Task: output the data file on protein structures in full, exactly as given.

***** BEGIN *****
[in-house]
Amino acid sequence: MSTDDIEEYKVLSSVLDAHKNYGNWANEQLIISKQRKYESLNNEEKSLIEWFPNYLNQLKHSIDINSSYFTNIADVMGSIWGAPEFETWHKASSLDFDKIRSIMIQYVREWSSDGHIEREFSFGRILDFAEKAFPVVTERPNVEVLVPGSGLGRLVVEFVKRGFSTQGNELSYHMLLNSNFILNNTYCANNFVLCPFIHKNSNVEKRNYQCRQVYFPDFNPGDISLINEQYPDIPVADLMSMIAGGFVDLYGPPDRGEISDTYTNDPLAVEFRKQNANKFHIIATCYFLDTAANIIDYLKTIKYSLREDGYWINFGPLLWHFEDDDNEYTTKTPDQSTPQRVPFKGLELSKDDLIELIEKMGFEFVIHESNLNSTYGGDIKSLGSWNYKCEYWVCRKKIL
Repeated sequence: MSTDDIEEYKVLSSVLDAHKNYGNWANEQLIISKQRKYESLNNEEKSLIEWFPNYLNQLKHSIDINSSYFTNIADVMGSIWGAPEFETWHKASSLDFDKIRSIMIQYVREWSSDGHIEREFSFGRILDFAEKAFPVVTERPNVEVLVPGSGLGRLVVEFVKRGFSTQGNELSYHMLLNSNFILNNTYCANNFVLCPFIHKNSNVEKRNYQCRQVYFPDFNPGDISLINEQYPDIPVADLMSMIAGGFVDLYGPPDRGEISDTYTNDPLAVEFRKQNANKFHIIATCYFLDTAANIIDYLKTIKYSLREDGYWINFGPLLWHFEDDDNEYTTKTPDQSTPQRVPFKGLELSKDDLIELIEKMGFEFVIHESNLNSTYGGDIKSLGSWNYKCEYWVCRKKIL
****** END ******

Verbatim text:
[in-house]
Amino acid sequence: MSTDDIEEYKVLSSVLDAHKNYGNWANEQLIISKQRKYESLNNEEKSLIEWFPNYLNQLKHSIDINSSYFTNIADVMGSIWGAPEFETWHKASSLDFDKIRSIMIQYVREWSSDGHIEREFSFGRILDFAEKAFPVVTERPNVEVLVPGSGLGRLVVEFVKRGFSTQGNELSYHMLLNSNFILNNTYCANNFVLCPFIHKNSNVEKRNYQCRQVYFPDFNPGDISLINEQYPDIPVADLMSMIAGGFVDLYGPPDRGEISDTYTNDPLAVEFRKQNANKFHIIATCYFLDTAANIIDYLKTIKYSLREDGYWINFGPLLWHFEDDDNEYTTKTPDQSTPQRVPFKGLELSKDDLIELIEKMGFEFVIHESNLNSTYGGDIKSLGSWNYKCEYWVCRKKIL
Repeated sequence: MSTDDIEEYKVLSSVLDAHKNYGNWANEQLIISKQRKYESLNNEEKSLIEWFPNYLNQLKHSIDINSSYFTNIADVMGSIWGAPEFETWHKASSLDFDKIRSIMIQYVREWSSDGHIEREFSFGRILDFAEKAFPVVTERPNVEVLVPGSGLGRLVVEFVKRGFSTQGNELSYHMLLNSNFILNNTYCANNFVLCPFIHKNSNVEKRNYQCRQVYFPDFNPGDISLINEQYPDIPVADLMSMIAGGFVDLYGPPDRGEISDTYTNDPLAVEFRKQNANKFHIIATCYFLDTAANIIDYLKTIKYSLREDGYWINFGPLLWHFEDDDNEYTTKTPDQSTPQRVPFKGLELSKDDLIELIEKMGFEFVIHESNLNSTYGGDIKSLGSWNYKCEYWVCRKKIL